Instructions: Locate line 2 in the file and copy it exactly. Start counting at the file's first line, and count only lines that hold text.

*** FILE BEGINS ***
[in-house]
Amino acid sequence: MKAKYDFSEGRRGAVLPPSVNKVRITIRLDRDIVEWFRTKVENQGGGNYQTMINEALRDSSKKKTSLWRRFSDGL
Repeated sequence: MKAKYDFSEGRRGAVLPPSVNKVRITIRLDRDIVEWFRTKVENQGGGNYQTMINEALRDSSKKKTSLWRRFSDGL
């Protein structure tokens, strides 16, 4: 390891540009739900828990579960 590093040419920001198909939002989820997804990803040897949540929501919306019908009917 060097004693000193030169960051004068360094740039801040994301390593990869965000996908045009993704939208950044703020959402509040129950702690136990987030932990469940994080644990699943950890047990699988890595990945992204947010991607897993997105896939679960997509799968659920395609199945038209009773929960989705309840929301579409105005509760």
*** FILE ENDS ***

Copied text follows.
Amino acid sequence: MKAKYDFSEGRRGAVLPPSVNKVRITIRLDRDIVEWFRTKVENQGGGNYQTMINEALRDSSKKKTSLWRRFSDGL